Sep 26, 2012
By Kyle Lacy
Email Marketing, Industry Reports

Were he alive today, Mark Twain would probably have a soft spot for email because, much like the author himself, recent reports of email’s death have been greatly exaggerated. In fact, email is not only alive—it’s the number one direct channel in terms of daily use and consumer preference for both personal and marketing communications. Email is thriving thanks in large part to the channel’s familiarity, flexibility, and universality. A whole new generation of mobile smartphone and tablet users are also driving anywhere, anytime email usage. Indeed, when you dig into the data, any assertion that email is “dying” with consumers is laughable.


Dying, absolutely not.

There is, however, one place where email channel preference has declined significantly. As the documents, consumers’ preference for email as a personal communications channel has dropped 21% since 2008 while their preference for text messaging and social media have grown 20% and 10%, respectively. Overall, email still tops both text and social as the preferred channel for personal communications—45% for email to text’s 36% and social’s 13%—but email’s decline points to the fact that personal communications are shifting toward text and social networks—especially for frequent, short-burst communications.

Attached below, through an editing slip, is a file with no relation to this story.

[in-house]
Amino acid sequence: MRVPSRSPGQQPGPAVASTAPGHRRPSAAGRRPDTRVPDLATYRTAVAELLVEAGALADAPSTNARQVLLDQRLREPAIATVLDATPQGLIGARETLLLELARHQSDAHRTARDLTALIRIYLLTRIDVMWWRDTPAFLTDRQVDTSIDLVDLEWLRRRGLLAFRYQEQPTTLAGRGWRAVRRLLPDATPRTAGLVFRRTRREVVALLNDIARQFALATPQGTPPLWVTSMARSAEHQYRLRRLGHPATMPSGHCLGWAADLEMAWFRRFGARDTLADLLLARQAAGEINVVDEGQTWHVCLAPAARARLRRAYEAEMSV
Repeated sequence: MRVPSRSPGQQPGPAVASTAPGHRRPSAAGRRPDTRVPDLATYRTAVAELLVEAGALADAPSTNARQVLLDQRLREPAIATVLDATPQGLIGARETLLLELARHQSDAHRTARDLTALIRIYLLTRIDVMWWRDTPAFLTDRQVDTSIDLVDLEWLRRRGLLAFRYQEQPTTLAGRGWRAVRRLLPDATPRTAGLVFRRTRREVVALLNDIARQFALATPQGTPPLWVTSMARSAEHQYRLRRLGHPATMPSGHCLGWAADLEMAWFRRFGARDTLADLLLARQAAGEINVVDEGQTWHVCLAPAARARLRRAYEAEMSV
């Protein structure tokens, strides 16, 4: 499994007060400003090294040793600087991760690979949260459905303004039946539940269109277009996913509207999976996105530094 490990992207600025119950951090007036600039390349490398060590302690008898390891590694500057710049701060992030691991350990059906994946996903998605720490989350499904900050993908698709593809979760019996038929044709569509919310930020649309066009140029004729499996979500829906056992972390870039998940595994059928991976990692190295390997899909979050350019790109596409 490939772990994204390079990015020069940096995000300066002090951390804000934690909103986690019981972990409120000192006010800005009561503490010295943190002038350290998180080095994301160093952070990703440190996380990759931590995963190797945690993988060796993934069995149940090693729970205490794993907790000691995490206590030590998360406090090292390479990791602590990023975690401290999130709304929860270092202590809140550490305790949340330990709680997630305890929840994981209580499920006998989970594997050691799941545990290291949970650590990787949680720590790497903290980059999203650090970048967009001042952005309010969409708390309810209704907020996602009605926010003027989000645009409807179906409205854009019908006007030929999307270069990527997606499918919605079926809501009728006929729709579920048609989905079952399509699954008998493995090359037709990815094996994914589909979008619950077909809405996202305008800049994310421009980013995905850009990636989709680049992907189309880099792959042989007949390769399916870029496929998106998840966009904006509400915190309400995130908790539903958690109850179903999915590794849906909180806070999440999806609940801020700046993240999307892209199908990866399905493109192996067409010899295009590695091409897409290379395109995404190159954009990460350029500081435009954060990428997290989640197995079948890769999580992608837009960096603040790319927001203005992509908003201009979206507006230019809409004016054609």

This shift would be worrisome to marketers were it not for the fact that consumers’ preference to receive permission-based marketing through email has actually increased 5% since 2008. A staggering 77% of consumers told us that they prefer to receive permission-based marketing communications through email. This dwarfs both text messaging (5%) and social channels (6%) while further highlighting how email has become the principal channel that consumers use to manage interactions with brands.

In fact, email is the top channel in terms of acceptability across all types of marketing message we asked about in the survey. From travel alerts and purchase receipts to promotional messages and polls, email is viewed as the most appropriate direct channel for brands to communicate with consumers. Looking across all messaging communications studied, we find 94% of consumers prefer at least one form of marketing communication come through email. The only exception is unsolicited, commercial messages that come from an unknown sender (i.e., SPAM). In short, if you’re looking for a solid foundation for your direct marketing communications look no further than email—because it’s where the vast majority of consumers are willing to engage brands.

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